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THE LION KING returns to SHN Orpheum Theatre for the Holiday season through Dec 31st. It is packing in crowds and remains the most profitable musical still on its national tours and on Broadway. The multi-Tony-winning musical recently passed "The Phantom of the Opera" as the highest grossing stage show ever. The LION is celebrating 20 years and he still has most of his roar. The music and lyrics by Elton John and Tim Rice’s original work from the film. For the stage Hans Zimmer contributes, and choral arrangements by Lebo M. Book by Roger Allers and Irene Mecchi, directed by Berkeley CA native, Julie Taymor, she was nominated for ten 1998 Tony Awards, winning six for Best Musical, and Direction, including Choreography, Scenic Design, Costume Design, and Best Lighting Design. The Tony award winning elements are still present in the US National Tour which has been running strong since 2003.

From the first drum beats of THE LION KING, your senses are wowed with creative wonders that don't quit until the final bows. As you settle into your seat, you see Taymor’s spectacular animal puppets on parade as a humongous elephant ambles down the aisle. By the time the population of the African savanna has reached the stage for the "Circle of Life" scene, "The Lion King" has cast its magic spell and you may as well just sit back and enjoy the ride. But after 20 years this ride has slowed down a bit, and the tour has some bumps. THE LION KING is a major franchise and is a solid cash cow of stunning theatre. This current version runs 2 1/2 hours, and can be a little slow, and patchy. At the opening-night sold out performance, there was some tech issues in Act 1 that caused a five-minute break while the crew fixed the problem. I felt bad for some who had paid more than $200.00 a seat, but the kids in the mixed crowd did not seem to mind. And I forgot how much this production is a wonder for children.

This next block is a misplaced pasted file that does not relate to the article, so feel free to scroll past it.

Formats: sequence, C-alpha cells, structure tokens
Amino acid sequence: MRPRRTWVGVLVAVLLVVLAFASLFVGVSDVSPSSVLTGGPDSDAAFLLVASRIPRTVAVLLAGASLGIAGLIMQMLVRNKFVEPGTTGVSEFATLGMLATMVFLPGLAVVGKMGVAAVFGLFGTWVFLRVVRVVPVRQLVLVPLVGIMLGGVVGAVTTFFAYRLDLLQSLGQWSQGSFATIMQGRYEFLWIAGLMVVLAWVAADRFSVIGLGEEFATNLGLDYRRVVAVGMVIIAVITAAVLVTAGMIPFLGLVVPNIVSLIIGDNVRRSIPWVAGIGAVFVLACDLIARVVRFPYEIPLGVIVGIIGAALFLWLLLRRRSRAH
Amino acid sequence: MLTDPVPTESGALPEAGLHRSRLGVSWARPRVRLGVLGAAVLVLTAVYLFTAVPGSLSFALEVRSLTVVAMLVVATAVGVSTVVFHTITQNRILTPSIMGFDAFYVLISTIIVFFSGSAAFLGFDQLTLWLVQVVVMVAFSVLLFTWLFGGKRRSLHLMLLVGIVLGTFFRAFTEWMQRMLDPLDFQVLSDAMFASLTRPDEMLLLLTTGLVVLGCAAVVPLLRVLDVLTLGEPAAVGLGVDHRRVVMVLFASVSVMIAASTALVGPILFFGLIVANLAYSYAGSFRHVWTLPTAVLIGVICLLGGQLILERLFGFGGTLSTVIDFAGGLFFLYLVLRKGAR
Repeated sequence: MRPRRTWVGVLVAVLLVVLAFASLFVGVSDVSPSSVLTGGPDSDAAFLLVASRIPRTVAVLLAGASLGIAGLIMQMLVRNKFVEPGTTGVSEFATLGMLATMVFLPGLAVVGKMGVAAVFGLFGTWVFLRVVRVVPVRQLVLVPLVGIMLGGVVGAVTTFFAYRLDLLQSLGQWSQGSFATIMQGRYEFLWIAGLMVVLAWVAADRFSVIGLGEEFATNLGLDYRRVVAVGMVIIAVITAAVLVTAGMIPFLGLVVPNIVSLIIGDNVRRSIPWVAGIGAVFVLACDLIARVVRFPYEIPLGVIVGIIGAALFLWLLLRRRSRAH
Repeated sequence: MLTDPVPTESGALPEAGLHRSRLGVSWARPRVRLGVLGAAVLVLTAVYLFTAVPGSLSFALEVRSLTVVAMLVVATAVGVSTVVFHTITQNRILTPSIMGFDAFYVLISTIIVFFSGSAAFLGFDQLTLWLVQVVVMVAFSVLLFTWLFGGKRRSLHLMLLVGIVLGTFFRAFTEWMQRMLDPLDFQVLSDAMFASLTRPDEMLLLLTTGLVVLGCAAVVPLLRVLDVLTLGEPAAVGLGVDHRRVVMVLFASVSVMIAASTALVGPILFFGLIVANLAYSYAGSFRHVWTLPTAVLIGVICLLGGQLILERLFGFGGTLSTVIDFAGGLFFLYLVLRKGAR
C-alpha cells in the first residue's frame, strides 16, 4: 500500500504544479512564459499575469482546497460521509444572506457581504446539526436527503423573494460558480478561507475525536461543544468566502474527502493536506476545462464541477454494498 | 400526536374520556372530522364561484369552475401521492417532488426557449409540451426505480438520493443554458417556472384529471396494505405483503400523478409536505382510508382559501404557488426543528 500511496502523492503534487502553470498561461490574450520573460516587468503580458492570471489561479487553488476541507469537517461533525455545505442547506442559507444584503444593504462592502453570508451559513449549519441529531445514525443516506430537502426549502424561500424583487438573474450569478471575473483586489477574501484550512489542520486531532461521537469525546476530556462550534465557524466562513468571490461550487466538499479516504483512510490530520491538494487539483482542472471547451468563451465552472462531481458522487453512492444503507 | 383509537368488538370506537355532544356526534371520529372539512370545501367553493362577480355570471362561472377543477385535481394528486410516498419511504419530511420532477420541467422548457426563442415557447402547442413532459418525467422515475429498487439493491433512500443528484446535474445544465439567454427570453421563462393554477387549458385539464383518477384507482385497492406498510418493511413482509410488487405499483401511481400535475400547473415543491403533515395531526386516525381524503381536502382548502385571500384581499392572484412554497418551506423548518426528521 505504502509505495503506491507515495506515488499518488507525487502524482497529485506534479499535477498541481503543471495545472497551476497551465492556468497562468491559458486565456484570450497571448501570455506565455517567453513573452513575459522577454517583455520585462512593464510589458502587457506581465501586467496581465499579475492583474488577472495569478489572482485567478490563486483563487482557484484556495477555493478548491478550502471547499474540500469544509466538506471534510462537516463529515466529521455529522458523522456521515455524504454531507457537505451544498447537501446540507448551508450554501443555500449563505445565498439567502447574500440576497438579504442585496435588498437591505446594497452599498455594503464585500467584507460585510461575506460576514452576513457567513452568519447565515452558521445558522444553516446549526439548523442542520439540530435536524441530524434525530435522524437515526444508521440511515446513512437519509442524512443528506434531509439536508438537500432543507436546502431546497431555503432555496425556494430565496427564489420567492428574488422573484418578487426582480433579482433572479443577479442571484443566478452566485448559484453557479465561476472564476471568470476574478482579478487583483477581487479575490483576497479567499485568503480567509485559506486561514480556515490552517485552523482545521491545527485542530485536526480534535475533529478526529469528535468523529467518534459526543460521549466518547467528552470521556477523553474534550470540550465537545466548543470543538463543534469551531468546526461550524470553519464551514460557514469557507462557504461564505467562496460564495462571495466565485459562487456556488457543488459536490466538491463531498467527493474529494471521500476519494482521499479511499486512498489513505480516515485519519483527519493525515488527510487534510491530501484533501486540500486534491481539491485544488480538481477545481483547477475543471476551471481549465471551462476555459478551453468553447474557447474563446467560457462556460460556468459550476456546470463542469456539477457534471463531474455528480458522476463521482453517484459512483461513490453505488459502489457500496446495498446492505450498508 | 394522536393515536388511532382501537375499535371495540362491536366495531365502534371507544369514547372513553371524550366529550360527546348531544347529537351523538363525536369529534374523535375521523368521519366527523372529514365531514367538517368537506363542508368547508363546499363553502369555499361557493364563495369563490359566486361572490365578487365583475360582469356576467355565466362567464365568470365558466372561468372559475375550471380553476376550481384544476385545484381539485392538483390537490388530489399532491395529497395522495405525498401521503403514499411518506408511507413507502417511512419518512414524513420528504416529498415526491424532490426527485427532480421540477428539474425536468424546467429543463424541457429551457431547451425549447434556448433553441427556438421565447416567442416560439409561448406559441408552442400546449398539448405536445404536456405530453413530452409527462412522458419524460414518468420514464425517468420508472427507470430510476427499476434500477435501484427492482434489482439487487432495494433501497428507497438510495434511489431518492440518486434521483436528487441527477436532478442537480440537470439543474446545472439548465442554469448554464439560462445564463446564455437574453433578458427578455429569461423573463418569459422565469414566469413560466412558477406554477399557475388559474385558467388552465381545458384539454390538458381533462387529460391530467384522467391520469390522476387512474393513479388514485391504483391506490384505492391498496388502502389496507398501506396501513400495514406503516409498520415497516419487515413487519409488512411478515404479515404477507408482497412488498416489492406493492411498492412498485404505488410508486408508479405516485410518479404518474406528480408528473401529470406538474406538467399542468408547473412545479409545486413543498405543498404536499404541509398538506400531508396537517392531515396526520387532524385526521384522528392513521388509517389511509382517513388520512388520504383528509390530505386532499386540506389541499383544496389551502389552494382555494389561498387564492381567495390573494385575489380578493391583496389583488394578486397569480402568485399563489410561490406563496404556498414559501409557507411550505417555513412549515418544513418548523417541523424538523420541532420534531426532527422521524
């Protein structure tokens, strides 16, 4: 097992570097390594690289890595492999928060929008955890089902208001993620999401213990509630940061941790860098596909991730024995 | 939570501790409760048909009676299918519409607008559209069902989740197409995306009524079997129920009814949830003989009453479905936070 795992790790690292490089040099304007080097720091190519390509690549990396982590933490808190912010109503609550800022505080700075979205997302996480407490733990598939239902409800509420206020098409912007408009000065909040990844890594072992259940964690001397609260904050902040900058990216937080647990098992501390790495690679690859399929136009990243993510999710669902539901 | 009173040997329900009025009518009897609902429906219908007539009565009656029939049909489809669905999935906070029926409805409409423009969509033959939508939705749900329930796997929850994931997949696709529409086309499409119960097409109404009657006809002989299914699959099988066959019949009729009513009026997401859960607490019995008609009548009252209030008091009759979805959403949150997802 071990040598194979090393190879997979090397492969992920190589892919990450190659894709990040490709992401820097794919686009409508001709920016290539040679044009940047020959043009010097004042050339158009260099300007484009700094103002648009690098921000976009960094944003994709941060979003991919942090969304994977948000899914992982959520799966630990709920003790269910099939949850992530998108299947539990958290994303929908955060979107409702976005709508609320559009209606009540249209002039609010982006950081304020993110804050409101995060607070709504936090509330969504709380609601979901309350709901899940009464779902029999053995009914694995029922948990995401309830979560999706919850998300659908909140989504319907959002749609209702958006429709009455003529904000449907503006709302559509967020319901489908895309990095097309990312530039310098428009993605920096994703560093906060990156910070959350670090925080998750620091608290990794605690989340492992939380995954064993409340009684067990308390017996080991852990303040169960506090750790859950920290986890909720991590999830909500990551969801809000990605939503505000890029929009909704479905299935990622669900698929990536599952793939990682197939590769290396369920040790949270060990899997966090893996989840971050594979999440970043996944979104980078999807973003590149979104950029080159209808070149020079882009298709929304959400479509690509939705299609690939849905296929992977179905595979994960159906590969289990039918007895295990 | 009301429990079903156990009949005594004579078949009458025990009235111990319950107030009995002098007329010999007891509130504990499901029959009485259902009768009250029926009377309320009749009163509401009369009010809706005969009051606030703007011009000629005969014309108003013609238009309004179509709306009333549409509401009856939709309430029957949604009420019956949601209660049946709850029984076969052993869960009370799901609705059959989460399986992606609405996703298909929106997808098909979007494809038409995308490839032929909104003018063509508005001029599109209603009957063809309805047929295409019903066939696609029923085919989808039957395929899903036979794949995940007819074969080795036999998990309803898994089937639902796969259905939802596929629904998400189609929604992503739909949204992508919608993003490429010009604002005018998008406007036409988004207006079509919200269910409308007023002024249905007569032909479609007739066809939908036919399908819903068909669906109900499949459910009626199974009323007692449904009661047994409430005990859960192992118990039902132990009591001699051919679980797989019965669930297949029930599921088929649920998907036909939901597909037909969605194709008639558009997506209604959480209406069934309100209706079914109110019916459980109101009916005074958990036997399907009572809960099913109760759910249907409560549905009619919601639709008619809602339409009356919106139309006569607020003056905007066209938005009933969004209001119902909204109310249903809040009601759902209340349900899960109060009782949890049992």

The stage filled with stilted giraffes, graceful leopards and leaping antelopes welcoming the birth of Simba, adored son of lion King Mufasa. Simba begins as an animal prince in the tradition of many Disney classics. After the tragic loss of a parent, he is left on his own at a young age before finding friendship and love and assuming his rightful role in the animal kingdom, "I Just Can't Wait to Be King" is the anthem of arrogant cub Simba wonderfully played by BJ Covington and Jordan Williams, "Hakuna Matata" is the adolescent slacker. The older Simba, the handsome tenor Dashaun Young, and the reprise of "Circle of Life" finds the young man Lion achieving his destiny.

Its is a wonderful classic Disney story with the icon villain and his henchmen. Bully Scar rivals Shakespeare's greatest betrayers as Claudius, Hamlet's uncle who commits fratricide to take the throne. The powerful Mark Campbell as Simba's Uncle Scar plays it nice and mean as he reveals his murderous plans to his hyenas to take over the kingdom as he sings “Be Prepared”. Scar convinces Simba that he's to blame for his father's death, and the boy runs away, leaving the pride lands to Scar, the hyenas and a deadly dark future. He finds a relative paradise when he meets Timon and Pumba delightfully played by Nick Cordileone and Ben Lipitz. Eventually he is reminded by Nala (Nia Halloway) and a vision of his father that it's time to go home and reclaim his birthright. Outstanding performances include Mufasa the bird by the amazing Gerald Ramsey and the icon of the show’s opening number Rafiki soulfully played by Buyi Zama as she sings “Nants Ingonyama”.